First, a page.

El-Erian points to a most troubling aspect of considering the state of the Old Order in global finance—namely, that much of it was a function of war, demographics and other factors far removed from the minds of today’s world leaders. Whereas after World War II there was a strong international consensus behind coordinated government planning when it came to global finance, today the resurgence of neoliberal thinking makes such concerted action unlikely. At the time of Bretton Woods, respected icons of the Old Order like Henry Morgenthau called publicly for government control of the financial markets; today, such views would be ridiculed as retrograde.

Yet even now, the blessed age of globalization—including support for free markets and free trade—may be receding after decades of torrid economic expansion around the globe driven by easy money and debt. “The aging of the baby boom will redirect spending toward domestically provided services and away from foreign supplied gadgetry,” one senior U.S. official said in comments for this article. “The same is true in other industrial countries. Export-led growth is overrated.”

With the subprime-mortgage crisis in the United States since 2007 and the subsequent collapse of the EU nations into a financial meltdown, the dollar remains the only currency in the world that investors trust as a means of exchange, despite America’s massive public debt. Even though the Old Order built around the dollar is in the process of disintegrating, there is simply no obvious alternative to the greenback as a means of exchange in the global economy, at least for now. As my friend and mentor David Kotok of Cumberland Advisors likes to say, “Being the reserve currency is not a job you ask for. It finds you.”

In any event, asking whether the dollar will remain the global reserve currency may be the wrong question. In practical terms, neither the euro nor any other currency is large enough to handle even a small fraction of global payments. The global energy market, for example, is too large for any currency other than the dollar to handle.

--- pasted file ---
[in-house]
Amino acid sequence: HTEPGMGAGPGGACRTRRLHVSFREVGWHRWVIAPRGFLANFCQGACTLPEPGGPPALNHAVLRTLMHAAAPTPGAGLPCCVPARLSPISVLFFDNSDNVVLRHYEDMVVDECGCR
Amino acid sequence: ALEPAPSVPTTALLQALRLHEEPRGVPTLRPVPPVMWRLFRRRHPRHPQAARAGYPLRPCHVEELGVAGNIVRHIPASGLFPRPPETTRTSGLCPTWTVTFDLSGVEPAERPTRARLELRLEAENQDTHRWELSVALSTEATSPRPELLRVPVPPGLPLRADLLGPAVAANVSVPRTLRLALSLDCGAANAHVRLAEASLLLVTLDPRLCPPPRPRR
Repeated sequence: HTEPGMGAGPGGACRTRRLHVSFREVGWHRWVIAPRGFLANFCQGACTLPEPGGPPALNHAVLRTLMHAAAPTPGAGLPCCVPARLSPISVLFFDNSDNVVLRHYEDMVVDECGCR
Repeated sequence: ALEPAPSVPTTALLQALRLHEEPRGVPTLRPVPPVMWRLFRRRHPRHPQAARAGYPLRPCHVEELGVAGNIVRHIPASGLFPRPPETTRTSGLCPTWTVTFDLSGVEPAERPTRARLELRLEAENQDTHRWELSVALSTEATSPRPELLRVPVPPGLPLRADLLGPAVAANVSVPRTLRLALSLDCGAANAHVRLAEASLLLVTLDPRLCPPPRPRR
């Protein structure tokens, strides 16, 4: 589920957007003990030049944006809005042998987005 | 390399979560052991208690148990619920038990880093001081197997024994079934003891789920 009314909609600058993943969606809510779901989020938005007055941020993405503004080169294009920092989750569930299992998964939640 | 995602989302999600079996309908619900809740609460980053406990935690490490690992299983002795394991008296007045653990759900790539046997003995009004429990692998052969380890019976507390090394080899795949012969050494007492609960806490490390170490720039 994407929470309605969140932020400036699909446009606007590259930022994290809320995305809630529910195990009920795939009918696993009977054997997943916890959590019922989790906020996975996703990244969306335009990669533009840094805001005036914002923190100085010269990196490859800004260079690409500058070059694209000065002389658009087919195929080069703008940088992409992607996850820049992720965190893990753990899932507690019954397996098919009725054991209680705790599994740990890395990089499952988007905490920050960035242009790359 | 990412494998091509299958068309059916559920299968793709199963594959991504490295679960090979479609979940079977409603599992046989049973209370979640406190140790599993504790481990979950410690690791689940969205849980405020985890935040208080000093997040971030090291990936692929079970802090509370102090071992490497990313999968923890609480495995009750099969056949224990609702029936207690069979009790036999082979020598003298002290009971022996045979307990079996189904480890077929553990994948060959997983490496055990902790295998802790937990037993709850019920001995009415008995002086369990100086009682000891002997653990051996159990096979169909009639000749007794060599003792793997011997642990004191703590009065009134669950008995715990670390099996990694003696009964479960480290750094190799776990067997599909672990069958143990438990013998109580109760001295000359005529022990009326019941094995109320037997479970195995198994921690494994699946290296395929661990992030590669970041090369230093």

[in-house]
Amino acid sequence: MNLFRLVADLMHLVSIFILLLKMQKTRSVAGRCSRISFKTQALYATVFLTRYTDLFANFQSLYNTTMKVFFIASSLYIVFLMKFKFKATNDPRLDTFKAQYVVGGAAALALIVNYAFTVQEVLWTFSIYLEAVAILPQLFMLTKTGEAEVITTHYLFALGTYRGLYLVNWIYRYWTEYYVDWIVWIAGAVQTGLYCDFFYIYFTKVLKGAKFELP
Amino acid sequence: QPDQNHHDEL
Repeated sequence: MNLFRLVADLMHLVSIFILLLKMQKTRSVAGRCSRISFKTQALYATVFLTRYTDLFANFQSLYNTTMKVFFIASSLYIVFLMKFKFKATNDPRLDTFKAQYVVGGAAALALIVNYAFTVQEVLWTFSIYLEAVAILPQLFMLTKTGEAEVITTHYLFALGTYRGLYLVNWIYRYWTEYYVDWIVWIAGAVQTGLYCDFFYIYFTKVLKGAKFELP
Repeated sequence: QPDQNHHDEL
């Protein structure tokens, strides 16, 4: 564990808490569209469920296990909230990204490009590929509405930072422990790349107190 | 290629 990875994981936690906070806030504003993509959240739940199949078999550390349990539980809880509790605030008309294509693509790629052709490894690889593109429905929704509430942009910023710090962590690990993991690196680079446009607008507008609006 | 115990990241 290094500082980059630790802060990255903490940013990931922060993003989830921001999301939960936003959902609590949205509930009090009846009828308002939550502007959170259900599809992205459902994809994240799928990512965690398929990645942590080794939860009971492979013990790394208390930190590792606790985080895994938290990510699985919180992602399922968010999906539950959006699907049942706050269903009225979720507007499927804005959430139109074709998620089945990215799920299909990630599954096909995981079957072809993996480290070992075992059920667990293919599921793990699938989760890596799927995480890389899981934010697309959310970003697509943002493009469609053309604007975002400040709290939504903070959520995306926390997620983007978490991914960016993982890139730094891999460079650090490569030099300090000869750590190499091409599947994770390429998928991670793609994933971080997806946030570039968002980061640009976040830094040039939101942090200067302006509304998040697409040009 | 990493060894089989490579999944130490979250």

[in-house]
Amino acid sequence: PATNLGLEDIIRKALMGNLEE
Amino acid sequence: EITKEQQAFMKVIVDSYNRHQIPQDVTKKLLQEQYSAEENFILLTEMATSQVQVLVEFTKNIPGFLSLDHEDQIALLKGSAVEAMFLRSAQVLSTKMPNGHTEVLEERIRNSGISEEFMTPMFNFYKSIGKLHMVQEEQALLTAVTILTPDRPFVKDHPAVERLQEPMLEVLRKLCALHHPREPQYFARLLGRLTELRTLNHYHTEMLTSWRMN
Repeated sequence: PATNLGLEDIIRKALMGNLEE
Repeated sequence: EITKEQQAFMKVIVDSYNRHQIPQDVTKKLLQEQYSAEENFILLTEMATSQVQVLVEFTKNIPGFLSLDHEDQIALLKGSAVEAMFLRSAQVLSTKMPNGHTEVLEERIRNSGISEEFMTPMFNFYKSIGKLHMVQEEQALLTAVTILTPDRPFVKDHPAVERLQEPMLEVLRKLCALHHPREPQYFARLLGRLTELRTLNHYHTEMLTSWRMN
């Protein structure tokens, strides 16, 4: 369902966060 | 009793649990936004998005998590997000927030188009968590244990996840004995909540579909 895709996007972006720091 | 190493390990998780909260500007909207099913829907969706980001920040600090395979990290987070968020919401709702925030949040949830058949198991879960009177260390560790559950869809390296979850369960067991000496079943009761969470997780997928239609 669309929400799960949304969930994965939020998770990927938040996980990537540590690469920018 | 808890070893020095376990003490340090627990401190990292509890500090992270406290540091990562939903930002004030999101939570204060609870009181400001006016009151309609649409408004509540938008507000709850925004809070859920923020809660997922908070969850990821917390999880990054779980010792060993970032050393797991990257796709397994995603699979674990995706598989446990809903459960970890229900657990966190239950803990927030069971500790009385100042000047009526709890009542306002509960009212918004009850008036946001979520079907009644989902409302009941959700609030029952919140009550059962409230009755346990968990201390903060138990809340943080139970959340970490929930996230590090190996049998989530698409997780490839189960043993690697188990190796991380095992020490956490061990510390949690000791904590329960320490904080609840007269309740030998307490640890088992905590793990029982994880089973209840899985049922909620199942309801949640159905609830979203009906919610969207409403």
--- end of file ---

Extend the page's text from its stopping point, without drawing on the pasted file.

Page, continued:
Furthermore, there are strong political reasons for the dollar’s preeminence. Far more solvent but also authoritarian nations such as Russia and China just don’t have the right combination of attributes to make their currencies a globally accepted means of exchange, much less a store of value. This fact still makes America the most attractive venue in the world for global commerce—and, yes, capital flight, albeit not a long-term store of value. But in order for the dollar to retain this privileged position, a great deal depends upon the United States turning away from years of ever-expanding government, ever-expanding debt and an ever-expanding money supply.

One of the great fallacies after World War II was that government needed to continue spending and borrowing in order to save the Allies from economic disaster, an offshoot of the Keynesian line of reasoning regarding state intervention in the economy. While choosing to rebuild the productive capacity of the world’s industrial states following the war was clearly the right policy up to a point, the resulting governmental expansion in all aspects of the U.S. domestic economy has sapped the long-term prospects of the world’s greatest market—and hence the global financial system.